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Novel Hyaluronic Acid Conjugates for Dual Nuclear Imaging and Therapy in CD44-Expressing Tumors in Mice In Vivo

Research output: Contribution to journalArticle

Original languageEnglish
JournalNanotheranostics
Volume1
Issue number1
DOIs
Publication statusPublished - 1 Jan 2017

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Abstract

Hyaluronic acid, a natural CD44 receptor ligand, has attracted attention in the past years as a macromolecular delivery of anticancer agents to cancer. At the same time, the clinical applications of Gemcitabine (Gem) have been hindered by its short biological half-life, high dose and development of drug resistance. This work reports the synthesis of a hyaluronic acid (HA) conjugate for nuclear imaging, and in vivo Gem delivery to CD44-expressing solid tumors in mice. HA was individually conjugated, via amide coupling, to Gem (HA-Gem), 4'-(aminomethyl)fluorescein hydrochloride (HA-4’-AMF) or
tris(hydroxypyridinone) amine (HA-THP) for cancer therapy, in vitro tracking or single photon emission computed tomography/computed tomography (SPECT/CT) imaging, respectively. Gem conjugation to
HA was directly confirmed by nuclear magnetic resonance (1H NMR), gel permeation chromatography (GPC) and UV–visible spectrometry, or indirectly by a nucleoside transporter inhibition study. Gem
conjugation to HA improved its plasma stability, reduced blood hemolysis and resulted in delayed cytotoxicity in vitro. Uptake inhibition studies in colon CT26 and pancreatic PANC-1 cells, by flow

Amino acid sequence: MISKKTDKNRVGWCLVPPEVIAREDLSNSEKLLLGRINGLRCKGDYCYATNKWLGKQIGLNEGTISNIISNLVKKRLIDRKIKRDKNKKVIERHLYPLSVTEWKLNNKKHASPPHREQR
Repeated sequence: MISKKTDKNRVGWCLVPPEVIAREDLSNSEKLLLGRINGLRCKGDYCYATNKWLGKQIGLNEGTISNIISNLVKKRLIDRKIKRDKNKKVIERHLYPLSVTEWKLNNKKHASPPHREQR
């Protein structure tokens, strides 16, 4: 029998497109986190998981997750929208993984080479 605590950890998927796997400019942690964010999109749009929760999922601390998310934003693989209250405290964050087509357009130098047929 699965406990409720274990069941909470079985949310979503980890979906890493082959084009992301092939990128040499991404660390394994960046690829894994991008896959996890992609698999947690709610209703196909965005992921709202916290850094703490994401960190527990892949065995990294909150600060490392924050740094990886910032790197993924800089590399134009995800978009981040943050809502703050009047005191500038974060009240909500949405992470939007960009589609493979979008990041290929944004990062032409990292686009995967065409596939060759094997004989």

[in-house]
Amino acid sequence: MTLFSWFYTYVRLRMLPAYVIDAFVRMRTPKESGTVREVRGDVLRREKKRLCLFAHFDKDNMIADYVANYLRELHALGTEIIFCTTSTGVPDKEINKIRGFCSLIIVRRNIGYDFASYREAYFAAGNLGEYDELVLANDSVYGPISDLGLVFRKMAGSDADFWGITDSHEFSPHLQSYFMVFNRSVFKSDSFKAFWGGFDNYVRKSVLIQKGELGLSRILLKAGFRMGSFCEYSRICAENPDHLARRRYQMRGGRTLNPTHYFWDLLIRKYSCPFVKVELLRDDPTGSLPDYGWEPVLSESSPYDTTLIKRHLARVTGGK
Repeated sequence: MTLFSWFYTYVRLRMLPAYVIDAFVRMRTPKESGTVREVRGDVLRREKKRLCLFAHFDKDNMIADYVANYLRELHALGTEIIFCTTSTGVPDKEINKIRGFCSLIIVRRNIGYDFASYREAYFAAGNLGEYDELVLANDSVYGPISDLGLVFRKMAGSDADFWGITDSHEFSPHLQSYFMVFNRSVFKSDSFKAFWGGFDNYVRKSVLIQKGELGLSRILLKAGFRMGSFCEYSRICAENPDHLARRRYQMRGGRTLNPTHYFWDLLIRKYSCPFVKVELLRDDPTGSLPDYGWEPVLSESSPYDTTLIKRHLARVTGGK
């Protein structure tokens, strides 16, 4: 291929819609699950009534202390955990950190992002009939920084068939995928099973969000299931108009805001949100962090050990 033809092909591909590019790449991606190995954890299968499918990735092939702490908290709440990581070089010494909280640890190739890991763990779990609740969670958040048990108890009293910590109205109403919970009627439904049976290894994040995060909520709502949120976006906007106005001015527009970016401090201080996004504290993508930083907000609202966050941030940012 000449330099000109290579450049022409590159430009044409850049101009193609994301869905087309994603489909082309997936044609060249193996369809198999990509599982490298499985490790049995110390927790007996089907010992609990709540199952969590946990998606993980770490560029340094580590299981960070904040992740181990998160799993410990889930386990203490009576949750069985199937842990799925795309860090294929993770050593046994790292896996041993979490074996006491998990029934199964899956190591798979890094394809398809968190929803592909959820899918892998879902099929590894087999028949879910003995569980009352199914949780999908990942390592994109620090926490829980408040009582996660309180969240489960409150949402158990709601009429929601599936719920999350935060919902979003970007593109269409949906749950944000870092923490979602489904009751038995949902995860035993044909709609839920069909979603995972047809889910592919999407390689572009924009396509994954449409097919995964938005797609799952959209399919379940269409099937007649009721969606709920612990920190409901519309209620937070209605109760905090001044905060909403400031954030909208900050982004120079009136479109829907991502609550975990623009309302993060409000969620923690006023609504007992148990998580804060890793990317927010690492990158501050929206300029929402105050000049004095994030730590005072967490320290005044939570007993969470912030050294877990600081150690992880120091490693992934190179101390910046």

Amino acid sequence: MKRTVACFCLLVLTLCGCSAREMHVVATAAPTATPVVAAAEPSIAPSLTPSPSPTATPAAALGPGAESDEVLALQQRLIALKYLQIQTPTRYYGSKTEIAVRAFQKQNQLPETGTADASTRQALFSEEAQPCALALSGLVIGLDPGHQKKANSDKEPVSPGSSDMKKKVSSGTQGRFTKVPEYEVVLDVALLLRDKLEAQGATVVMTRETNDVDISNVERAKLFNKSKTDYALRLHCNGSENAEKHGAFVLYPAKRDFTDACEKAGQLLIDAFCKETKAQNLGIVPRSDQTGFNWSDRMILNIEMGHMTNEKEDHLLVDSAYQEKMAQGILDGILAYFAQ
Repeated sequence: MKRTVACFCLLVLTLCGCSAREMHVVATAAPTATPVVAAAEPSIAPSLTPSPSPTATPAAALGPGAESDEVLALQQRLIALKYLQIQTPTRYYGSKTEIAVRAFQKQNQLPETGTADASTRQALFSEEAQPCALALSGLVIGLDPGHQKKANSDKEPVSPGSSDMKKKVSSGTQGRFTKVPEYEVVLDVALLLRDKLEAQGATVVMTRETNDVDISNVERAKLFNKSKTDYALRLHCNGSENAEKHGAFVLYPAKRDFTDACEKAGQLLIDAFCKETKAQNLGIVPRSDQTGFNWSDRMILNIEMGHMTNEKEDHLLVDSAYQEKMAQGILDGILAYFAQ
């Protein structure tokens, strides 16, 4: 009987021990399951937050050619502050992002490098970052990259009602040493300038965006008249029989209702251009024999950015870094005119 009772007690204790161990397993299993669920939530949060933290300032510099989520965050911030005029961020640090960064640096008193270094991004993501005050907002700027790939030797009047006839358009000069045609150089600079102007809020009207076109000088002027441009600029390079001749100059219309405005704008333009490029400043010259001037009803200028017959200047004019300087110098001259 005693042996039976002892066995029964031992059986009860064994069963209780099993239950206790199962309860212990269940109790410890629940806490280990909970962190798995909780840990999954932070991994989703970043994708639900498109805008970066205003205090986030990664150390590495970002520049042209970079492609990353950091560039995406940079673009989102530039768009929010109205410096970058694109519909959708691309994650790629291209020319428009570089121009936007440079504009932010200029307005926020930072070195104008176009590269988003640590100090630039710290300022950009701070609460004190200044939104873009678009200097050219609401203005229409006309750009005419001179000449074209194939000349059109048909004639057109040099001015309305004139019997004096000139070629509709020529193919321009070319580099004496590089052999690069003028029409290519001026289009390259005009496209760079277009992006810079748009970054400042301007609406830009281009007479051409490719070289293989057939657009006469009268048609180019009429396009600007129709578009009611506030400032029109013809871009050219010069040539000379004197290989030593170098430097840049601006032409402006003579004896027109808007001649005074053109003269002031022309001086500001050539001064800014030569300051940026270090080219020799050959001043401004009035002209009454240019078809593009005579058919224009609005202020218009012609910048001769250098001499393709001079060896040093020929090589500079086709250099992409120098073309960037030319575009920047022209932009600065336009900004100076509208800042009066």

cytometry, revealed that uptake of fluorescent HA conjugate is CD44 receptor and macropinocytosis-dependent. Gamma scintigraphy and SPECT/CT imaging confirmed the relatively
prolonged blood circulation profile and uptake in CT26 (1.5 % ID/gm) and PANC-1 (1 % ID/gm) subcutaneous tumors at 24 h after intravenous injection in mice. Four injections of HA-Gem at ~15
mg/kg, over a 28-day period, resulted in significant delay in CT26 tumor growth and prolonged mice survival compared to the free drug. This study reports for the first time dual nuclear imaging and drug
delivery (Gem) of HA conjugates to solid tumors in mice. The conjugates show great potential in targeting, imaging and killing of CD44-over expressing cells in vivo. This work is likely to open new
avenues for the application of HA-based macromolecules in the field of image-guided delivery in oncology.

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